The Farsight Master of War entry in The Greater Good changes the wording in a subtle fashion: units within 6″ of the Commander can re-roll hit rolls if they do not move. Notice the removal of the word ‘failed’. In this version of the rule, the T’au player can re-roll shots that would’ve been misses after the modifier was applied. Put simply, he can re-roll more dice.
In the context of the game at the moment, this would be a normal, expected change. Most re-roll abilities in the shooting phase allow players to re-roll all shots. It’s a sensible change to the rules.
But the FAQ didn’t address this problem. Why not? It would’ve been a simple addition to the document. It wouldn’t have taken much more work to include the few lines of text that would have the new wording of the rule apply to the T’au codex as a whole. And it’s certainly not the case that GW was unaware of the problem: the T’au community has been very vocal about this issue.
Why, then, did GW choose not to update the rule? It strikes me as quite strange.
Second, T’au players have been asking whether Shadowsun’s Master of War ability only applies to units that belong to the T’au Sept. The answer, put simply, is yes, but should it only apply to T’au Sept units? T’au players ask this question because, prior to the release of The Greater Good, players could only take Shadowsun in T’au Sept forces. Now, Shadowsun can lead any force.
But her Master of War ability is Sept-locked. Why, then, would anyone take her in a non-T’au detachment? The main draw of Shadowsun is that she can use her Kauyon Master of War ability twice per game — I actually don’t think she’s worth it even considering the double Kauyon, but that’s a different issue — but if she can only use Kauyon with T’au Sept units, why bother?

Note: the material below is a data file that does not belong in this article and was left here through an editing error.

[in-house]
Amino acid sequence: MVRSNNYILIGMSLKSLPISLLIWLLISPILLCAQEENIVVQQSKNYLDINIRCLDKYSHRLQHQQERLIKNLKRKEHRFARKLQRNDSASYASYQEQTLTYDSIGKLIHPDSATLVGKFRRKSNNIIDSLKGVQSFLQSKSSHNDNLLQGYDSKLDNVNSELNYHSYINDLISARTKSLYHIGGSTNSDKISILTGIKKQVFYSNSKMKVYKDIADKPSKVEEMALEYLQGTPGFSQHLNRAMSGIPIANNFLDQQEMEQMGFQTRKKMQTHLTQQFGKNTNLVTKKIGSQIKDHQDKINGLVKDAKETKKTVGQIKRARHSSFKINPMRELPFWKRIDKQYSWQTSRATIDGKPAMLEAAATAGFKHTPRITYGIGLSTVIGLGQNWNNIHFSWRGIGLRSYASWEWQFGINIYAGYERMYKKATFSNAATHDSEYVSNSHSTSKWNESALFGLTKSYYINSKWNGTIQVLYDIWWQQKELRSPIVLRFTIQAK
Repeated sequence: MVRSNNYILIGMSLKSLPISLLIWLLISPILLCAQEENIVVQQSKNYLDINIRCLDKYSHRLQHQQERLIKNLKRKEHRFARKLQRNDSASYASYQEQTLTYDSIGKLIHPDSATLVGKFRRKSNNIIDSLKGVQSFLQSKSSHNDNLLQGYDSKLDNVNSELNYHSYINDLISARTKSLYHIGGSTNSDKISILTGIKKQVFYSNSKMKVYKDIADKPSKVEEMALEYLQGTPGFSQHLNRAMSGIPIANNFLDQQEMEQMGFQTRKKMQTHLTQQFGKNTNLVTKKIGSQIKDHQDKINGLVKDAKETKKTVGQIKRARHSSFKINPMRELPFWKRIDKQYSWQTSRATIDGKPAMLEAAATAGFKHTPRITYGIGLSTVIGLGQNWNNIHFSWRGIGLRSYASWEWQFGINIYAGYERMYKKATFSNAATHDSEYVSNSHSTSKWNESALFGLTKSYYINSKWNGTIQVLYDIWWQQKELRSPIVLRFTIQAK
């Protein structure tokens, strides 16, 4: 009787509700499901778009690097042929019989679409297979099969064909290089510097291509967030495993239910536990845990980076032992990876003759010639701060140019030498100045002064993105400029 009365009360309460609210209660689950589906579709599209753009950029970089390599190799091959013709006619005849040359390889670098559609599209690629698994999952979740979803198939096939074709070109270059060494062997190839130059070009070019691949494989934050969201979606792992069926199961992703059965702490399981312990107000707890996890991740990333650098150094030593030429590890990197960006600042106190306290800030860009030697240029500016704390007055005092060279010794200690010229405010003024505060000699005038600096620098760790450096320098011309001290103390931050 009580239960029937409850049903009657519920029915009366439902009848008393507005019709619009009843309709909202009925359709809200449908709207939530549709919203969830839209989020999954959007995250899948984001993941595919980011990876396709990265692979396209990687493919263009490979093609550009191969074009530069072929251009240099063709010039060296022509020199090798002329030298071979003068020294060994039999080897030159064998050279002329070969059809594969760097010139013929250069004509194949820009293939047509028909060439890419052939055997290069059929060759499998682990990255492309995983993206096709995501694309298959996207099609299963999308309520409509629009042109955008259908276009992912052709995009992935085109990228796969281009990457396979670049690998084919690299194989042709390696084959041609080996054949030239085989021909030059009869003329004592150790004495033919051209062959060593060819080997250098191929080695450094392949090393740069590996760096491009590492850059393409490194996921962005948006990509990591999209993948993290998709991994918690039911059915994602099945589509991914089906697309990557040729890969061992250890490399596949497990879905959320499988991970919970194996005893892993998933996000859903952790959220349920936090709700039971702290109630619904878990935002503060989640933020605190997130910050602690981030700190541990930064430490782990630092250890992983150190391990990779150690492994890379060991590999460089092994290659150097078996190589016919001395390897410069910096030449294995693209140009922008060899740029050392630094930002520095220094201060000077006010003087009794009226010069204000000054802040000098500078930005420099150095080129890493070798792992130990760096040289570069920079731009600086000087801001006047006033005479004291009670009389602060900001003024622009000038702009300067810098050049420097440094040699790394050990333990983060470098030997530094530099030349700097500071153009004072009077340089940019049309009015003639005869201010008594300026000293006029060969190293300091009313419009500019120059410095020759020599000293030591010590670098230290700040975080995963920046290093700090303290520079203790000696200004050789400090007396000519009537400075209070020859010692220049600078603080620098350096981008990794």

I’ll admit that GW could’ve assessed this issue and decided that Shadowsun’s Kauyon should be Sept-locked. And if this is the case, fair enough. However, it would’ve been great for GW to mention this in the FAQ. Anything that shows the community that GW is playing attention and listening to our concerns is a big plus, and I think this issue would’ve warranted a brief note in the document in order to address it one way or the other.
Of these two issues, I think the first is much more pressing. It would’ve been great if GW had made that change codex-wide, but, at least for the moment, the non-Enclaves T’au players out there will have to live with it.
But I want to end this article on a positive note. It’s very easy to get disheartened and frustrated when GW makes a misstep. But I would encourage players to remember that we are on the outside looking in. We’re not on the development team for these products. We don’t know what’s going on. A business is a large, cumbersome beast at the best of times, and a business that needs to keep a game as complex as 40k balanced and playable for everyone is yet more cumbersome. Put simply, getting this right is hard.
And Reece said it on Signals from the Frontline recently: we’re living through a golden age of the hobby. Overall, it’s a great time to play 40k right now. We can handle a misstep here and there.
And remember, Frontline Gaming sells gaming products at a discount, every day in their webcart!